Finding Your Voice

Singing Lessons, Workshops and Therapy.

Over the last week I have been teaching Sing Your Own Song, the songwriting course which is designed to both guide students through the process of writing a song AND give them the chance to perform their new songs, and thus express something intimate of themselves, in a performance setting. By all accounts the students are reveling in the challenges and the new learnings, and in watching them I am reliving both my own fledgling experiences of performing, of songwriting, and of the joy I took in inviting myself into that deeply nurturing creative space.

I remember my first performance as a singer SOOO clearly. I was in year 8 at high school and had an amazing teacher, Vicki Watson, burst into my life. She arrived at Eltham High School where I was a student and taught a subject called “choir”. I loved singing – who didn’t? And Vicki’s version of a choir was just singing stuff that we liked. She made her own arrangements of popular songs (and sometimes slightly obscure ones in styles we could related to) and asked students to volunteer to sing verses as a solo. She arranged the choruses into two or three part harmony. I was unable to join “choir in year 8”, it was for middle school (year nine and ten) and was an actually subject, not an extra-curricular activity (although Vicki DID also have a number of extra-curricular musical ensembles that I also joined). I joined the choir saying “I love singing, but I’d never put my hand up for a solo”, and then proceeded to do just that my very first term in the class. I thought I would never forget the name of the song, but as I sit here and type, I cannot remember it. I do remember, however that it was a three verse song, my solo was the second verse, and when I stood up at the microphone to sing two things happened: I felt as if my body had turned to liquid and would just slither through the floor boards, a feeling which persisted through the entire performance; I managed to sing despite this, but I accidentally sang the third verse of the song instead of the second. The girl whose job it was to sing the third verse never forgave me. However, I continued to do solos in each subsequent term of choir, so clearly I wasn’t too traumatised by the event. In fact I think I managed to sing in tune and in time which is really all you need from a first performance.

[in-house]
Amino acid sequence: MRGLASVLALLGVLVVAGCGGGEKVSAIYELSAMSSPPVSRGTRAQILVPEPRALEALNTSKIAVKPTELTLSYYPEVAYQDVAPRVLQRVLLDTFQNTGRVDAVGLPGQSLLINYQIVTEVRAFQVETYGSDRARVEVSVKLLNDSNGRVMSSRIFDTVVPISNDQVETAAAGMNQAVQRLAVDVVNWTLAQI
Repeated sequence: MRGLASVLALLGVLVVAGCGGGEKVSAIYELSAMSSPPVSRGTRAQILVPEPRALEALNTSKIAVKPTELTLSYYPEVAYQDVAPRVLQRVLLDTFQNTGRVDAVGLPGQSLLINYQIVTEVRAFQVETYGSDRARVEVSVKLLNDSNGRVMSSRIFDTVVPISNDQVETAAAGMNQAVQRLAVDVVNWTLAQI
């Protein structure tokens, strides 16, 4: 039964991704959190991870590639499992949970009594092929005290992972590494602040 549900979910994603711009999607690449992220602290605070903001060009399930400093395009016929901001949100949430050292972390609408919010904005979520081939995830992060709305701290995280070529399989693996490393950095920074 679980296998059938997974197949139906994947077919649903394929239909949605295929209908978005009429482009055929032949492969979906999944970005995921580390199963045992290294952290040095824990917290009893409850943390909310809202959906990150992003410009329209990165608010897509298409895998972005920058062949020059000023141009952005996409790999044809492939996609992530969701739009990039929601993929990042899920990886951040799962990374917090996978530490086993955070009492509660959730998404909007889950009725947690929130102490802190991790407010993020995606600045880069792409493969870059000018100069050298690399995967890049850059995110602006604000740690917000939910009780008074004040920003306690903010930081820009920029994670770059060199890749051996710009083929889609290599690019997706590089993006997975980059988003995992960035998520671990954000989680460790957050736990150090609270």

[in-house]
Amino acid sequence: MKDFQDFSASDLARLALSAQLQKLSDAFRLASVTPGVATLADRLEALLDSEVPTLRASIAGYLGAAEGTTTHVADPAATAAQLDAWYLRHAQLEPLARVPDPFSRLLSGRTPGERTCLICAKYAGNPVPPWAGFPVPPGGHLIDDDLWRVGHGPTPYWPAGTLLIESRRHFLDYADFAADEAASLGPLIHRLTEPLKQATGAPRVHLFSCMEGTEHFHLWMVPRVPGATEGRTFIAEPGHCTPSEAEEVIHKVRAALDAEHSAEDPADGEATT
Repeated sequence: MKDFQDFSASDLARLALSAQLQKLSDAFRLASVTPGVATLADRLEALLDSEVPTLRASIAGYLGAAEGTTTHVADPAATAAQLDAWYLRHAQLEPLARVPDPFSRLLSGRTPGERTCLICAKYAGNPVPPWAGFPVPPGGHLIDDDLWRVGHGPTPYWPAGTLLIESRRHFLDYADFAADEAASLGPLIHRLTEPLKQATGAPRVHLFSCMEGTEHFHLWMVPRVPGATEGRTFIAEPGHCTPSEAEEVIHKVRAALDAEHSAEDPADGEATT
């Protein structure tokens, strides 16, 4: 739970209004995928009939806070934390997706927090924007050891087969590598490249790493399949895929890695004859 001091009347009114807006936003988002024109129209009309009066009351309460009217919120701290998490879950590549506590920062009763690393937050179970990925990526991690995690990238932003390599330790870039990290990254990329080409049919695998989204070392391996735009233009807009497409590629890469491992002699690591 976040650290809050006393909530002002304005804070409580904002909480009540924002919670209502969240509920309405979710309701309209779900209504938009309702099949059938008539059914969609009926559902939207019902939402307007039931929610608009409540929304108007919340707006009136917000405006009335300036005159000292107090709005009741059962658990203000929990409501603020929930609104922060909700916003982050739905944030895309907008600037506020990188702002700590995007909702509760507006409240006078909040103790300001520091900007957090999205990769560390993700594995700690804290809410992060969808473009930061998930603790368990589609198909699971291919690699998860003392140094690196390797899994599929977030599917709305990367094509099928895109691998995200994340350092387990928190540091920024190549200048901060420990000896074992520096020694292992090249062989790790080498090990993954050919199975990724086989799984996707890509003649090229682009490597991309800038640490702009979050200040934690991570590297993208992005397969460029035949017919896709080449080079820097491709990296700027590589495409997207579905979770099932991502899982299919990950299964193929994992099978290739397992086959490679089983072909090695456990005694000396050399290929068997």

I also remember those first songs I wrote some fifteen years later. Armed with Julia Cameron’s “The Artist’s Way”, and having been invited into my first songwriting group by a woman named Fiona Vance (who had also introduced me to “The Artist’s Way”, I diligently wrote a song pretty much every week or two for a year, persistently NOT judging myself or my output. At the time I was experiencing a severe emotional crisis about myself as a singer and musician, and all I could cope with was praise for my work, both from others and from myself. At the end of that year I was ready for more meaty input and criticism: I really wanted to develop my craft. But that first year of completely non-judgmental support was crucial to me being able to write songs at all.  There is something infinitely vulnerable about putting one’s self into song, and then putting that in front of others. One of the things I love about being a songwriter is that it gives me the chance to express vulnerable and otherwise hidden parts of myself. With each singing of a song I slowly de-sensitise and become more confident in allowing myself to be myself, with all my frailty and vulnerability, and my strength.

But perhaps the most beautiful memory that is flooding through me as I watch these students begin to discover the joys of “filling up the creative well” (one of Julia Cameron’s concepts) and “enter the playground” – a concept I learned from Kristina Olsen[i] and which means letting one’s self play with some creative ideas without judging the output, and then putting on the “editor’s cap” later to decide which bits of this will be useful in a song – I am re-finding my own joy in doing these same things. It is a deep soul-felt joy; a sense of filling one’s self up with beautiful things. It is revisiting me as I take a morning walk, drive into the country, and swim in a beautiful natural waterhole. All of these things make space for the brain to go into free-flow and gestate ideas. I think I feel some songs coming on.


[i] I believe Kristina may have attributed this idea to someone else, but I do not remember who.

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Raelene lives in Perth, Australia. She tours & is available for festivals, workshops, & country & interstate events.
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